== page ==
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Author Topic: Tell Techno.  (Read 28897 times)
Techno
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« on: 22 August 2018, 01:30:39 PM »

Couple of questions chaps.

(This is just in case the awfully nice chap that's asked me to make him a few figures, is away for a few days and doesn't get a chance to respond to my query to him.)

What is a "pike vertical jack" ?....A particular way of holding the pike ?

Also......what is the difference between an arquebus and a musket ?......Just the size of shot they'd have used ?

Cheers - Mr Thicky.
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FierceKitty
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« Reply #1 on: 22 August 2018, 02:01:11 PM »

Muskets were considerably longer at the beginning of the unhappy history of modern firearms.
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fsn
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« Reply #2 on: 22 August 2018, 02:11:44 PM »

Hi Techno.

Is is "pike vertical, jack"?

The pike vertical being a pike held vertical and the jack being a leather or padded jacket?

Are we talking Tudor period?

The aquebus may need to be a matchlock rather than a flintlock?
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Lord Oik of Runcorn
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« Reply #3 on: 22 August 2018, 02:16:14 PM »

The arquebus developed out of the handgun. It was a relatively handy weapon but could only take a certain amount of powder and thus had a very limited range. the Spanish began to develop the arquebus into the musket sometime in the 1520s. In order to increase range and/or penetration the weapon needed to be considerably longer and heavier. It was much more unwieldy than an arquebus and needed a rest to steady it. Consequently both weapons were in use for a considerable time. Mounted troops and skirmishers continued to use the arquebus. Initially so did the four corners of the tercios, but massed units of musketeers were also used separately to provide devastating firepower. In the C17th, with improvements in design and technology the musket totally usurped the arquebus, eventually becoming light enough not to need a rest. In some respects it could be argued that the carbine replaced the duties of the arquebus among the cavalry.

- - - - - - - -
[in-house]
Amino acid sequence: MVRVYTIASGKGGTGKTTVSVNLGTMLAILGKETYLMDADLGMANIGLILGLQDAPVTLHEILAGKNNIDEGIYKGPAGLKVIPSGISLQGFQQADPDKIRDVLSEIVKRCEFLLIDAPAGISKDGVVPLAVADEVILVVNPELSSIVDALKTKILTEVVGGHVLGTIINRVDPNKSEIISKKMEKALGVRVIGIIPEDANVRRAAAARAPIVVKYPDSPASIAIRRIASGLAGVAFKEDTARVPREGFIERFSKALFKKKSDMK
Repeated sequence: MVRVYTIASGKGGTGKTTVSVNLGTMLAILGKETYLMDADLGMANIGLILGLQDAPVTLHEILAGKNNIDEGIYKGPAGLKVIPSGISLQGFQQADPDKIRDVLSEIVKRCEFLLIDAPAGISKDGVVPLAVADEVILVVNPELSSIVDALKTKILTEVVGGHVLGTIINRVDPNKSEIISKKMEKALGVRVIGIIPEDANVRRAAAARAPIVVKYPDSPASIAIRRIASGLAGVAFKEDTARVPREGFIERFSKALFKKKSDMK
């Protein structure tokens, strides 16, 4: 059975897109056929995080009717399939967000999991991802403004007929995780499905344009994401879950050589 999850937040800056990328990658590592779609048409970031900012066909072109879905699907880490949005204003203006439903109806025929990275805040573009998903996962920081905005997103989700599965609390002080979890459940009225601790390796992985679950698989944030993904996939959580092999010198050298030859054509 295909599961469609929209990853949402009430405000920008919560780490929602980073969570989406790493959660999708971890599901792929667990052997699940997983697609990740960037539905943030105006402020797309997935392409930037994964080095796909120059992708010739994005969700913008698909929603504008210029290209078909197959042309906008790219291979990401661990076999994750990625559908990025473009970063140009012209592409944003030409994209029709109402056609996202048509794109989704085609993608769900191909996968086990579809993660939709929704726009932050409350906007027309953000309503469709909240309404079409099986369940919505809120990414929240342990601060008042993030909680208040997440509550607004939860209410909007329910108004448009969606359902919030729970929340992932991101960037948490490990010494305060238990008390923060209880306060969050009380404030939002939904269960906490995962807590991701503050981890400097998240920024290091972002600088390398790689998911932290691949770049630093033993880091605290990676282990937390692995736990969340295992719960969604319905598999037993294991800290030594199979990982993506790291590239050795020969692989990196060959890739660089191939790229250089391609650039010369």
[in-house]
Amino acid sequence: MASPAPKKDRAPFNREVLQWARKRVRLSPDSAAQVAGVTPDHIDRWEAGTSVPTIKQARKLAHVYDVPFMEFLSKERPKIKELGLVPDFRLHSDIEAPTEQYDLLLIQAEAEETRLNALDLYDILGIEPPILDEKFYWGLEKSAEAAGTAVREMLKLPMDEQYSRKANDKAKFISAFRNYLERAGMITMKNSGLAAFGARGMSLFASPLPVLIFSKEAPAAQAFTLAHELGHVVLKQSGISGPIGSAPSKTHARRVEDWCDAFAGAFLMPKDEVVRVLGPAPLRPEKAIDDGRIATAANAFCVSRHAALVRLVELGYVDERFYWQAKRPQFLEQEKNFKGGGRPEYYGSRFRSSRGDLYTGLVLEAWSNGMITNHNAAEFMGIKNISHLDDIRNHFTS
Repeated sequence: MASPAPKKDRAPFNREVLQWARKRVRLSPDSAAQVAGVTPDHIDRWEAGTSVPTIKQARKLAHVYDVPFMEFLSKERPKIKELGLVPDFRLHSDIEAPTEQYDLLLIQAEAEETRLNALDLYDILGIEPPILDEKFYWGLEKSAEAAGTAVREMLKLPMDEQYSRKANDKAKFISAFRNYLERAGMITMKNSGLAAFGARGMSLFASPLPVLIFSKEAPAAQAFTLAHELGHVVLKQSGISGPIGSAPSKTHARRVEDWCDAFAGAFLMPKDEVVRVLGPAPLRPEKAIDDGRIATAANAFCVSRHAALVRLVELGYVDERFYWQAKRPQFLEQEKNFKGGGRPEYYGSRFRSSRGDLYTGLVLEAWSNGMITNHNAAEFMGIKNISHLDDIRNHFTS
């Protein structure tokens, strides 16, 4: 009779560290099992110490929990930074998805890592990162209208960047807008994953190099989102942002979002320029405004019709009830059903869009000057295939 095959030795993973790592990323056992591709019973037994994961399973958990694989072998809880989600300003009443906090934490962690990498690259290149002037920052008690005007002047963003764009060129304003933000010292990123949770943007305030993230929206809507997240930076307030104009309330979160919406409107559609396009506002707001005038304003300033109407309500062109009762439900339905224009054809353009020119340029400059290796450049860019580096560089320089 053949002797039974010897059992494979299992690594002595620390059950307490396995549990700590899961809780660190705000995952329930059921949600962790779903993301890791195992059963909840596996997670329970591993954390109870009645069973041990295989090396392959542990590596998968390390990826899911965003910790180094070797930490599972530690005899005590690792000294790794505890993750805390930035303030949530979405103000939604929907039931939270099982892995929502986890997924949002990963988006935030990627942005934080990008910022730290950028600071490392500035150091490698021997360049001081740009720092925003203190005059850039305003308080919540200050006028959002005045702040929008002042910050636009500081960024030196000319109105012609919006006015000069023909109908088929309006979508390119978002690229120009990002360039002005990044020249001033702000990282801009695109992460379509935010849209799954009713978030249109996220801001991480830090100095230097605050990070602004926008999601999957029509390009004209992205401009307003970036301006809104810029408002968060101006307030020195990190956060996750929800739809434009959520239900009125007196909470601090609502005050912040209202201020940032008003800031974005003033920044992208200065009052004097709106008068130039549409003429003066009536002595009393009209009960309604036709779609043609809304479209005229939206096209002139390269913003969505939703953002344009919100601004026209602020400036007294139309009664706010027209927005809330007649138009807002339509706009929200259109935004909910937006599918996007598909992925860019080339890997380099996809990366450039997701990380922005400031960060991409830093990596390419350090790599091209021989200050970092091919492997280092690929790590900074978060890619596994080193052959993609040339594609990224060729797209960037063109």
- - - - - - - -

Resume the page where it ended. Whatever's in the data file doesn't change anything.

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Nick the Lemming
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« Reply #4 on: 22 August 2018, 02:16:33 PM »

Vertical pike jack = pike being held straight up rather than at an angle, while the bloke carrying it is wearing a jack (leather or padded cloth usually).

Bit like the bloke on the left, but with a pike.

https://cdn.shopify.com/s/files/1/0157/3412/products/f59a_medium.jpg?v=1346859725

Muskets are lighter and longer than arquebus, and don't need a rest.

https://www.quora.com/What-is-the-difference-between-the-Arquebus-and-the-Heavy-Musket
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Techno
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« Reply #5 on: 22 August 2018, 02:18:45 PM »

There's no comma, Nobby.

Not sure about a padded jacket..... Undecided
Nick....You got that in just before I pressed "post" in answer to Nobby's post.

Thanks both - Phil
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Leman
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« Reply #6 on: 22 August 2018, 02:20:08 PM »

The pike vertical jack may well be something used by garage mechanics.
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Nick the Lemming
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« Reply #7 on: 22 August 2018, 02:30:15 PM »

The pike vertical jack may well be something used by garage mechanics.

Or maybe a particular type of dive? Perhaps the client wants some aqua sports figures?